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What goal have you accomplished with Four9 Cigar Lounge that you set out to achieve?
I'm excited for the fact that we're getting new customers every day; I'm thankful for that.

How do you keep your patrons engaged so they become regulars?

By cultivating cigar smokers. It’s purely for cigar smokers. We're getting a lot of ladies coming out, new smokers. We have a series of classes where we show them how to roll a cigar, how to smoke a cigar—kind of teach them cigar etiquette. People come here to telework a lot.

How many years have you been in the cigar business? Just two years. We launched Four9 in 2021.

Tell me about the name. Initially, EB and I were stationed in Hawaii together. He was in the Marine Corps. I was in the Army. We were smoking cigars and discussing how many countries we had visited, and it came to 49. And then a couple of weeks later, we were trying to find a name for the cigar lounge, and a gentleman asked me how many years I had served, and it was 28 years. Then he asked EB, and it was 21. And that's forty-nine. Forty-nine wouldn’t stick, so we went with Four9 since so many things kept going back to Four9.

That's pretty cool. Now tell me about the American Gangster theme. I really like the artwork. Thank you. My cousin is an interior decorator. I called her and told her what my vision was, and she said, “Cuz, I'll bring it to life.” And she did. I was surprised how she put it together, and I love it.

What led you to open a cigar lounge?

It was a dream. I laugh every time I start to tell this story because it's cliché-ish. I was retiring, had multiple job offers and opportunities to do other things. Just being retired was an option.  One weekend I had a dream that I had a cigar lounge, and it was so clear to me. Everything was clear. Even what you see now was the theme of that dream. I tried to talk myself out of it several times. I was like, “I don't want to do that.” I’d never owned a cigar. I'd never been in the cigar business. Then one day, I did research about cigars all day, and it turned into all weekend. I’d step away from it, then something would draw me back to it. Then I had a conversation with EB about it, and we went from there. At the time, he was moving to Tampa, so that wasn’t going to work. Then he said if we were going into business together, he would move to San Antonio; so that’s how it started.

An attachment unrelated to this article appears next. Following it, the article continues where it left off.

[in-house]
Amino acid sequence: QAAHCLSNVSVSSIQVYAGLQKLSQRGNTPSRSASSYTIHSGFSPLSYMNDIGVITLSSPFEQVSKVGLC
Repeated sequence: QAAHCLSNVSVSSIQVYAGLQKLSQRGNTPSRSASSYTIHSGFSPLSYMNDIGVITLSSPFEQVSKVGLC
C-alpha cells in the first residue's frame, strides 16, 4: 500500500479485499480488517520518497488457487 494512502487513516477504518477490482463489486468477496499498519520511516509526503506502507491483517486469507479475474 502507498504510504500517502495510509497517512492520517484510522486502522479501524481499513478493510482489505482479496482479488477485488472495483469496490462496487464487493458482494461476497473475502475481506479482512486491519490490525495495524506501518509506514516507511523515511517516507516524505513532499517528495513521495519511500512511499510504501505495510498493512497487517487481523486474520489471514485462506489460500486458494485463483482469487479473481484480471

What was a challenge you faced when getting started?
Everything was a challenge. Moving to a new city—I knew people here; I have friends here. But on the business side, I had to figure out everything on my own. I was here almost a year before EB got here. Looking for a location was difficult. I spent countless hours researching laws and permits and things like that. So everything was a challenge, but I wouldn't change it.

What kept you going?

The dream. Every time I wanted to step away from it, something would come up, and I would start researching again. So, I think it was just destiny. As much as I wanted to not do it at times, it would be odd things that pulled me back to it.


Did you smoke cigars at the time?

I did but not much. I hated smoke growing up. I remember when I was a kid, there was a guy who used to smoke cigars all the time, and it didn't smell as bad as cigarettes. But then being in the military, you know, deployments, and things like that, we would smoke cigars; but I wasn't a serious cigar smoker. A gentleman in Hawaii told me I couldn’t be in the cigar business if I didn’t smoke cigars, and I believed him; I agreed with that. So by that time I was already smoking more cigars, but then I started to learn about the cigars and really dive into it. I went from being a casual smoker to a very deliberate smoker.


Tell me about your military career.

I did logistics in the military for twenty-eight years. Since I had about 13 or 14 duty stations, I moved around quite a bit. I had a blast; I got to see the world. That's what I wanted to do when I joined.

What traits do you possess that have attributed to your success in business?

I can attribute my success to my military career. Discipline is a key thing. If you’re not disciplined at anything you do, you can’t expect to be great at it. Looking at people as a premium.  Invest in people, then you get a return from them. Whether it's your employees or your patrons— whomever. I don't believe in transactional relationships. That’s why I wanted to have a small cigarette lounge, an intimate setting so we can get to know the patrons and they can get to know us. We want to talk to people; we want to get to know them and build relationships.

What do you teach your team about relationships?
I talk to the team about three things quite often—people, property, and professionalism. That’s what I utilized in the military. People, as I mentioned, are a premium asset. You can’t do anything without people. Property is your product, your facilities—everything involving your business. Professionalism extends beyond the consumer relationship. It's also how you treat your teammates. If you're late to work, then your teammate has to cover for you. So, people, property, and professionalism are the core things I look at. At Four9 we’re consistent about what we provide on a daily basis. We’re disciplined. You can have any kind of formula you want, but if you don't have discipline along with it, you're not doing it right.

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